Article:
Huawei on Sunday said it has initiated arbitration proceedings against Sweden under the World Bank Group after the Nordic country banned the Chinese tech giant from rolling out its 5G products.
“The Swedish authorities’ decision to discriminate against Huawei and exclude it from the 5G rollout has significantly harmed Huawei’s investment in Sweden, in breach of Sweden’s international obligations,” the Chinese company said in a statement.
The company had, therefore “initiated arbitration proceedings” under the World Bank Group’s International Centre for Settlement of Investment Disputes (ICSID) “against the Kingdom of Sweden following a number of measures taken by the Swedish authorities targeting directly Huawei’s investments in Sweden and excluding Huawei from the rollout of 5G network products and services in the country,” Huawei added.
Huawei did not specify what damages it was seeking, but according to public broadcaster SVT, the initial sum sought was 5.2 billion Swedish kroner ($550 million, 495 million euros), but it could end up being much higher.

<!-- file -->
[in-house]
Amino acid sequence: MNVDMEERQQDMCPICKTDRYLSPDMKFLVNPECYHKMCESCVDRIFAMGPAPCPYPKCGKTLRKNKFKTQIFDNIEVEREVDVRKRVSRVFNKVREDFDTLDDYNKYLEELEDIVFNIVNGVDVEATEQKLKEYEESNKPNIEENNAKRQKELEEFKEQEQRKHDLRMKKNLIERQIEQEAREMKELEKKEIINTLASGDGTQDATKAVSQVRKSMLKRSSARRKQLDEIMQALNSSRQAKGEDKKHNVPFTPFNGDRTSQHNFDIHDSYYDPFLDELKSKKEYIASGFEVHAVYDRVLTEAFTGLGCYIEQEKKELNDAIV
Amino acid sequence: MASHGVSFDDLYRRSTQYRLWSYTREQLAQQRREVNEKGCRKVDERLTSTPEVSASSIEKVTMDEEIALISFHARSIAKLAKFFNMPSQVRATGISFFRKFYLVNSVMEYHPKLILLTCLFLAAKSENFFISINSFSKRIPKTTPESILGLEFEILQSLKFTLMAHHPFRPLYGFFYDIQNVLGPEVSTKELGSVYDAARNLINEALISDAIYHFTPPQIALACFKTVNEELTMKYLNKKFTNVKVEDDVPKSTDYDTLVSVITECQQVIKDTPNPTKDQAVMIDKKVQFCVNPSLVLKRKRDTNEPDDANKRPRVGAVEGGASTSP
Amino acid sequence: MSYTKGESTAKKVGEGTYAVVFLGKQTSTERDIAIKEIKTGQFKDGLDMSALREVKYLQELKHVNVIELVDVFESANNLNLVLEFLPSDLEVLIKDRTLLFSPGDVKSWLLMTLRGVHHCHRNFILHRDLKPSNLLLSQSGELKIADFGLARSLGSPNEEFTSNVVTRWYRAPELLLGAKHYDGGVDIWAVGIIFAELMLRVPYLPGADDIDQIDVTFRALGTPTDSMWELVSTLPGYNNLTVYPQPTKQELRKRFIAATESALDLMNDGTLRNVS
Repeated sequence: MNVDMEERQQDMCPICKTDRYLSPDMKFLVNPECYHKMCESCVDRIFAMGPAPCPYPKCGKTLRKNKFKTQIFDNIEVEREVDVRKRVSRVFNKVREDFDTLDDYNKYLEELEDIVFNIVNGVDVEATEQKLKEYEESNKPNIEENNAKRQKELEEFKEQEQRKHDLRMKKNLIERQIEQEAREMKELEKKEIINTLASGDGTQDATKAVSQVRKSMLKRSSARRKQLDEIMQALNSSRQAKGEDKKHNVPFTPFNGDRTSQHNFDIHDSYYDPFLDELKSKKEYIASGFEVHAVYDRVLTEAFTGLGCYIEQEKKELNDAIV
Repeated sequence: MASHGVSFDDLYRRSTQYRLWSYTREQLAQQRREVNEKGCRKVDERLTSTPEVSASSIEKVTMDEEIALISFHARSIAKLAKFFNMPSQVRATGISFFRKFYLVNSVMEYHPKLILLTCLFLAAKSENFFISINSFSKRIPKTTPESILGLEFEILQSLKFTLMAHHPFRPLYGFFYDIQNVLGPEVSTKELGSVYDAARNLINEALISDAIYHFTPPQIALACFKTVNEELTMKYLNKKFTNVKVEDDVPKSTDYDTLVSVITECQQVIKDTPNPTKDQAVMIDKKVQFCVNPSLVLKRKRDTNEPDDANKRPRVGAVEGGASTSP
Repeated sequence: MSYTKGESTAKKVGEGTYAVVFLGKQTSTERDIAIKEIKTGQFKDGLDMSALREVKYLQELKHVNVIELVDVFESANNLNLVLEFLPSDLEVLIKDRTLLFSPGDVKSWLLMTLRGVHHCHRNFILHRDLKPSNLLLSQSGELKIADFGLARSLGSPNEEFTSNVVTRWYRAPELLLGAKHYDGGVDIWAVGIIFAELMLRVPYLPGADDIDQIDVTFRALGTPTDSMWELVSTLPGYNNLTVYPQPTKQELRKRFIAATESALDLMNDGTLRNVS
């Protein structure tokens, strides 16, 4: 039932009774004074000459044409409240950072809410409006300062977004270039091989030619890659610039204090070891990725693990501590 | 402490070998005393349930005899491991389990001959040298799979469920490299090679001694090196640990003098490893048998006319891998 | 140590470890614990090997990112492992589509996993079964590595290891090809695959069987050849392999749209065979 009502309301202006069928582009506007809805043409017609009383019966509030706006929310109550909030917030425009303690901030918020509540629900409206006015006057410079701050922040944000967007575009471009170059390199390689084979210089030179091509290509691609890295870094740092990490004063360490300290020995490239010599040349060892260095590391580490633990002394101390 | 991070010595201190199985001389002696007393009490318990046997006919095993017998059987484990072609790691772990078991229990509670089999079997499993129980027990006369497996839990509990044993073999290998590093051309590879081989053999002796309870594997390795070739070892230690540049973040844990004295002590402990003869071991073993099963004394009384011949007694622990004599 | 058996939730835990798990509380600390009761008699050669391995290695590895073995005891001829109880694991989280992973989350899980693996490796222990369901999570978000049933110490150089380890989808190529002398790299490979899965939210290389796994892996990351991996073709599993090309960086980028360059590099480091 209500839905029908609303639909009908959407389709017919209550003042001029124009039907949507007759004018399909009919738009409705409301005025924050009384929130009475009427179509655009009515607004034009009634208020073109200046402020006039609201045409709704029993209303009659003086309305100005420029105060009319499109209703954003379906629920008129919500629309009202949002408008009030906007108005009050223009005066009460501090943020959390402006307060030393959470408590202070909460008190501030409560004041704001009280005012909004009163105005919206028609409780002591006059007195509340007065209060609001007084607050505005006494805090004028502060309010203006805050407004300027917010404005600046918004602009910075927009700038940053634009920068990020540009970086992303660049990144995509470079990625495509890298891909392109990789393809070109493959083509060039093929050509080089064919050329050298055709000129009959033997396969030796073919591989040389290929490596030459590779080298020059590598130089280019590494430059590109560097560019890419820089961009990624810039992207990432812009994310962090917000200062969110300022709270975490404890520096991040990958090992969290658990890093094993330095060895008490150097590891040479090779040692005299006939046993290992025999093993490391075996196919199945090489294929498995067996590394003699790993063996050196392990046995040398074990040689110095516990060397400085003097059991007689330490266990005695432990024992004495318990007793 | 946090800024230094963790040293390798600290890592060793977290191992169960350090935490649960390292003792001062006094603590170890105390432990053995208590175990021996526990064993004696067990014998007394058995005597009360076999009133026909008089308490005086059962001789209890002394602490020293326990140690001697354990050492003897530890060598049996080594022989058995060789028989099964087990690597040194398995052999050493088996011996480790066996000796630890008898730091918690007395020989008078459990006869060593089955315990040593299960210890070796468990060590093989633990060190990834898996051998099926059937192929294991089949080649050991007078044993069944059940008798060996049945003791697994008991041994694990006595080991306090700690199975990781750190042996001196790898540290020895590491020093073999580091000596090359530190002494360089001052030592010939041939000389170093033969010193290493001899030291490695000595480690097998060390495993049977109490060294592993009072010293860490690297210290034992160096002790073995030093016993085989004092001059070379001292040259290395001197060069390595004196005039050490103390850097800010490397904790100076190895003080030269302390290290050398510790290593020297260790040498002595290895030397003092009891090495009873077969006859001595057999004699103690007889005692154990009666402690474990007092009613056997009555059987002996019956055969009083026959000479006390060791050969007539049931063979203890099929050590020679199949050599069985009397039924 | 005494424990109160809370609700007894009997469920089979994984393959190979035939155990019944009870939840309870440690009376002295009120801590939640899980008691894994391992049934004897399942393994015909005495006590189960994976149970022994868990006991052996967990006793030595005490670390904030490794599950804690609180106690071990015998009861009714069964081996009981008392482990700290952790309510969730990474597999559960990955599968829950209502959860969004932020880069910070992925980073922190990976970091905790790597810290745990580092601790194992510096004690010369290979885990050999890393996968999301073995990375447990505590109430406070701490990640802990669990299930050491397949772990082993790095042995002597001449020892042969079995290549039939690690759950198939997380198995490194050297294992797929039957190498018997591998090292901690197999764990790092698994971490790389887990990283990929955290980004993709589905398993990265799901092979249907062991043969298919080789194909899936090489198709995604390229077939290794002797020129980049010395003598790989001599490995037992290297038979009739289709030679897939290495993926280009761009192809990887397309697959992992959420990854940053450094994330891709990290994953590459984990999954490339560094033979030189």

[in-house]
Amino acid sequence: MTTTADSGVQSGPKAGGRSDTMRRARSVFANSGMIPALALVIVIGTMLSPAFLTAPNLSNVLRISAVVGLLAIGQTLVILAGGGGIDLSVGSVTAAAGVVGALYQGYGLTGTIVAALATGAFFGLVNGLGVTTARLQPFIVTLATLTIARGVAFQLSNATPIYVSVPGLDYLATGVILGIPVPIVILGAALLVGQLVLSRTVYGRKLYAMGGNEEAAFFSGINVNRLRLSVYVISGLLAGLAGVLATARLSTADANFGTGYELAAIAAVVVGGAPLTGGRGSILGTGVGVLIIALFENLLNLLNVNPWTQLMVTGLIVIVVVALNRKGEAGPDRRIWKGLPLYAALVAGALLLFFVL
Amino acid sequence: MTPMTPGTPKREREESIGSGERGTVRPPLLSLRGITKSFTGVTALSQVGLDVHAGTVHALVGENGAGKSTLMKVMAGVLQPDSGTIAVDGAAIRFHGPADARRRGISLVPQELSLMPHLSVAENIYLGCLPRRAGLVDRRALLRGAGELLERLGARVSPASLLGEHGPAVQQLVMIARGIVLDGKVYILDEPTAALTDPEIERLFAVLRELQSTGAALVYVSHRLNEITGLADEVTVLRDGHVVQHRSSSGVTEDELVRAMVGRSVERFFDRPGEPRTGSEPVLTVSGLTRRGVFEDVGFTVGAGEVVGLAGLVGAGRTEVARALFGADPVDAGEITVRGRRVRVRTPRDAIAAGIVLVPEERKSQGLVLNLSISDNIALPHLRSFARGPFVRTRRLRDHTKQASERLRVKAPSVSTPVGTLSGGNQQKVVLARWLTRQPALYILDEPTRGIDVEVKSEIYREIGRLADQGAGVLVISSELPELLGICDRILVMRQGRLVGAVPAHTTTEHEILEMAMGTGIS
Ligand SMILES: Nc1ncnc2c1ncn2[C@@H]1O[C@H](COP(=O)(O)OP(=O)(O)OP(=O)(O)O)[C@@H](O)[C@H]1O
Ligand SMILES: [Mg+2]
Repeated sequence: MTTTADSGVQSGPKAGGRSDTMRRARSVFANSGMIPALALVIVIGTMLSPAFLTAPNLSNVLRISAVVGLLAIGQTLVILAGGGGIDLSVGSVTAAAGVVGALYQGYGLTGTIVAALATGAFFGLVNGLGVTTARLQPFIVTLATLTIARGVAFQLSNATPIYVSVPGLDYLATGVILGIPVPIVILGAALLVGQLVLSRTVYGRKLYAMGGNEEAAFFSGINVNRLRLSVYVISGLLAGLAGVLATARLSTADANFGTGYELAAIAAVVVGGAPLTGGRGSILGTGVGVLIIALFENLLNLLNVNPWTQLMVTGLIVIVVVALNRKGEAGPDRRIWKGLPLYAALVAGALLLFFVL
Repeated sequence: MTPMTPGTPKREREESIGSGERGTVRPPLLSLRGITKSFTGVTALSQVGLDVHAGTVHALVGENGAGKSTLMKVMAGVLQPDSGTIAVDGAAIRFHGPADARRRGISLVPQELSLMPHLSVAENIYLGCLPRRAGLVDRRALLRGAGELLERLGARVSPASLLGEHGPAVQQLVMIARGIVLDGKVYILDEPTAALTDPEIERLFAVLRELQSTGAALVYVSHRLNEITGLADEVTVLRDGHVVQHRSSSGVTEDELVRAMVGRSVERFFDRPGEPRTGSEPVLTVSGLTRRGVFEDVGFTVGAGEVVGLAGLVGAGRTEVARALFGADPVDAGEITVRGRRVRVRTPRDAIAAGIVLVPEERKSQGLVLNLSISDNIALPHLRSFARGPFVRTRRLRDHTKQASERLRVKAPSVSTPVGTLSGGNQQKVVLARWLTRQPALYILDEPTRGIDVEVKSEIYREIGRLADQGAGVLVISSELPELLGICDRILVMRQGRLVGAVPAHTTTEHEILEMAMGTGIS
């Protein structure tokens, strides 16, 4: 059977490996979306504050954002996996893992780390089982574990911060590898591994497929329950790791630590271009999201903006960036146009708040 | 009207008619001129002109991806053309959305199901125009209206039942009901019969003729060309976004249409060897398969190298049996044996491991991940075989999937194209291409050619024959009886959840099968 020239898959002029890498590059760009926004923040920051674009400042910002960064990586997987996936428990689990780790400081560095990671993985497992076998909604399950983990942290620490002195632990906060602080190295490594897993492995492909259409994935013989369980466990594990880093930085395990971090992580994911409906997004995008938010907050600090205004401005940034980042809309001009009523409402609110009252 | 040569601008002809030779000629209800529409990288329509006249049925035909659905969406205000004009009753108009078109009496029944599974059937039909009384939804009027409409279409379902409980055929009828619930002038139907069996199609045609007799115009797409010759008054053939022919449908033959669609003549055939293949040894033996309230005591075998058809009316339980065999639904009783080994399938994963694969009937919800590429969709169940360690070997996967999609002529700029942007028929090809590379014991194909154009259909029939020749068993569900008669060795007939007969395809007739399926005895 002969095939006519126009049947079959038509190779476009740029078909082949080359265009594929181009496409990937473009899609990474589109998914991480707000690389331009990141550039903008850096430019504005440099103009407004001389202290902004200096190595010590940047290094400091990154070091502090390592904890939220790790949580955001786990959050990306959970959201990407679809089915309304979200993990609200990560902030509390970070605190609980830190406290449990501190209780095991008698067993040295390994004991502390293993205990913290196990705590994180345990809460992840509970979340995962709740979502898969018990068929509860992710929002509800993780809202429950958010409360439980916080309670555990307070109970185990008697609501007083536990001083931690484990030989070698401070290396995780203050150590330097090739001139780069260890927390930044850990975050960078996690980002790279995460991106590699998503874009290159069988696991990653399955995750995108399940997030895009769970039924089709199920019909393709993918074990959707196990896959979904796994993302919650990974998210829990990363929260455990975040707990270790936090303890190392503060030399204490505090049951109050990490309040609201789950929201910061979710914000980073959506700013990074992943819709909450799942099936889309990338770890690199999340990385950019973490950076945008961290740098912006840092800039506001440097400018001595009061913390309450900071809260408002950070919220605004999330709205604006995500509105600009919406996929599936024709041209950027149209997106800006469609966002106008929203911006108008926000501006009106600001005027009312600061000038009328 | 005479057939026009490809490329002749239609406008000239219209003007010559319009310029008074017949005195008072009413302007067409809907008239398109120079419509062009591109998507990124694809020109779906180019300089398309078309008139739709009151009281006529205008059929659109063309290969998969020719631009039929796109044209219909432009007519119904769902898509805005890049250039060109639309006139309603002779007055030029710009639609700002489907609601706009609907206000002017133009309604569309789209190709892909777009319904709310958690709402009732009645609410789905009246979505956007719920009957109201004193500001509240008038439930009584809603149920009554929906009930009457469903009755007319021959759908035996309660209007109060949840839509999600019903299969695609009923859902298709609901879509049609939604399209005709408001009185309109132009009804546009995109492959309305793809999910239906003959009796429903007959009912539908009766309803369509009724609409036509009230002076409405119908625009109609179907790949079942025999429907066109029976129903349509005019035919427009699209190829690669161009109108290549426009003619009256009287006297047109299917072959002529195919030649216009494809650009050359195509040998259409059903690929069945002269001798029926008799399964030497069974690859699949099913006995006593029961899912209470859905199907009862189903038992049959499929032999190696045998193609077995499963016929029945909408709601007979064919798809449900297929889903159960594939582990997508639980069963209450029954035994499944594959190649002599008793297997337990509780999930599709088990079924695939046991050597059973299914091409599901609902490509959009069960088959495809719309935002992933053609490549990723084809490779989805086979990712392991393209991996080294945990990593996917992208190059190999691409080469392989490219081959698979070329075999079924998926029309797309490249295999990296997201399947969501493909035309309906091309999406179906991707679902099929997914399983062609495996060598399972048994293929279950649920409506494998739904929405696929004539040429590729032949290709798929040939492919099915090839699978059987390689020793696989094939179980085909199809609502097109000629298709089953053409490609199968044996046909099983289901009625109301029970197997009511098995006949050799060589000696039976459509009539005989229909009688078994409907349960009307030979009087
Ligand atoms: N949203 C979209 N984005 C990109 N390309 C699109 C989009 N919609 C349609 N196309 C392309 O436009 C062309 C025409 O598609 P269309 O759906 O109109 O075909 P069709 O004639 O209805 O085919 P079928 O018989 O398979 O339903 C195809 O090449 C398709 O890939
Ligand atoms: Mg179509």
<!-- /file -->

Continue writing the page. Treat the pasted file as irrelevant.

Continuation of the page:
Following the UK in mid-2020, Sweden became the second country in Europe and the first in the EU to explicitly ban network operators from using Huawei equipment in the buildup of the infrastructure needed to run its 5G network.
Sweden also ordered Huawei to remove already installed equipment by January 1, 2025.
After an appeal from Huawei a Swedish court confirmed the decision by Sweden’s Post and Telecom Authority in June 2021.
The decision strained relations between Sweden and China, with Beijing at the time warning that PTS’s decision could have “consequences” for the Scandinavian country’s companies in China, prompting Swedish telecom giant and Huawei competitor Ericsson to fear retaliation.